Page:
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Should Schools Reconsider Cellphone Bans?

Some school districts have implemented restrictions on students' cellphone use, but parents and others caution against all-out bans, saying the phones are useful during instruction and for helping parents stay in touch during emergencies. Elizabeth Kline, vice president for education of Common Sense Media, said educators should "have a plan, not a ban."




How to Avoid the “Google Search Curse”

It is too easy today for people to search for answers online, says Aswath Damodaran, professor of finance at New York University Stern School of Business, who calls this trend the "Google Search Curse". Damodaran says that because we can look up answers to probelms immediately, we’re losing the agility – not just the ability - to look at a problem and solve it. He teaches his students to avoid this -- and how to be "intellectually nimble" -- by training them how to think for themselves, not just accept other people’s solutions to issues, and think through problems.

He says that obviously fact-based questions are different. You can say, “Hey, go look up on Google search what the tallest mountain in the world is.” Reasoning your way into a factual answer is not going to give you a better answer. But if your question is more analytical, he feels there is an advantage to taking a 30-minute break before you open up Google search and look for an answer.


Internet Fuels Essay for Hire Industry

People living in developing countries are writing essays and completing other schoolwork for college students in the US, UK and Australia -- a cheating method made easier with the Internet. The essay-for-hire industry has grown with the increases in numbers of English speakers worldwide and the availability of high-speed Internet, The New York Times reports.


Students Benefit From Large Print Books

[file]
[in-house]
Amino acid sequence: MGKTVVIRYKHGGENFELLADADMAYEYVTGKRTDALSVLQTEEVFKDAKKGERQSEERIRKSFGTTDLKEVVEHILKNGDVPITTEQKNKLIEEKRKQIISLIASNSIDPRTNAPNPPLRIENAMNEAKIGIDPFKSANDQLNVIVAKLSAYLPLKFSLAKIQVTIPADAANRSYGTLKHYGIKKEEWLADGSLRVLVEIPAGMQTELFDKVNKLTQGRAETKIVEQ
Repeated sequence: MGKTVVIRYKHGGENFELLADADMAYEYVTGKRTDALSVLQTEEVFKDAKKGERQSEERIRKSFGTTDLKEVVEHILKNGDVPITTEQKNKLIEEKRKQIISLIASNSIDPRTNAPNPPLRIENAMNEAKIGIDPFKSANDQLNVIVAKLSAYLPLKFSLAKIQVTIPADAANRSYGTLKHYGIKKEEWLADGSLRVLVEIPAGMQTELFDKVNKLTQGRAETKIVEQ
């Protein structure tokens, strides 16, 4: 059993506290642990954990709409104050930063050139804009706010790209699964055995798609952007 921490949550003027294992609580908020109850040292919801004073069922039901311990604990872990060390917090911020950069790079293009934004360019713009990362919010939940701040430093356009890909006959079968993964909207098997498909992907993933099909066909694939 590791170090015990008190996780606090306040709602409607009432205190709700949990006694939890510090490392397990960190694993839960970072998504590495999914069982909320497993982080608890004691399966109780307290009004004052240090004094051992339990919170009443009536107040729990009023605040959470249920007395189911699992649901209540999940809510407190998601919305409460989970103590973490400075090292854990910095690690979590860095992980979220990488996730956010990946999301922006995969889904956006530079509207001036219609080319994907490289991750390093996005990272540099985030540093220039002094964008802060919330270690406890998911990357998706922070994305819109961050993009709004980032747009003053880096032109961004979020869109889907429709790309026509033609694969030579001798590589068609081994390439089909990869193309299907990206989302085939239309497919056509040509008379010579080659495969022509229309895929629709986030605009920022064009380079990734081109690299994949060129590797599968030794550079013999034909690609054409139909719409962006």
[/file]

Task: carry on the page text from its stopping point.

According to a survey of students, teachers and librarians, large-print books, in print or on digital devices, may aid students' reading comprehension. Project Tomorrow CEO Julie Evans said large-print books were found to improve reading abilities and students' attitudes about reading. The survey, conducted by Project Tomorrow on behalf of Gale's Thorndike Press, also found that middle school students reported a 43% reduction in feelings of anxiety about reading when using the large print format. 67% of teachers noted that large print text reduced stress and anxiety in students reading below grade level and at grade level, and 80% teachers said large print would benefit their students who have trouble tracking when reading or lack self-confidence in their reading abilities.

Have a child you think larger print books would help? Don’t forget you can easily change the font size on most tablets, iPads, eReaders, and even on computer screens.


Many Schools Looking to Monitor Students’ Online Activity

In attempts to prevent violence in schools, some districts nationwide are taking steps to monitor students' online activity and social media posts. Spurred in part by the school shooting in Parkland, Fla., a year and a half ago, schools nationwide are collaborating with law enforcement in new ways in efforts to avoid these kind of tragedies. Investments are being made in new security technologies that can scan social media posts, school assignments and even student emails for potential threats. Supporters say such steps make students safer, but some others have expressed concern for student privacy. Critics also worry that social media monitoring could make criminals out of students who are just having typical kinds of teenage social and emotional problems.


Virtual Reality Leads to School Safety

A school district in Massachusetts is using virtual reality (VR) to better support students with disabilities. In one example, video-production students at the middle school are using VR to create a virtual tour of the campus that can give new students an early, up close and personal view of their school.


School Records Tempt Hackers

Education Dive reports that school records are some of the most sought after data files on the black market. Each school record fetches $250 to $300, making schools, especially small ones with few cybersecurity resources, tempting targets for hackers. In the past three years, schools have been hit more than 500 times by cyber thieves.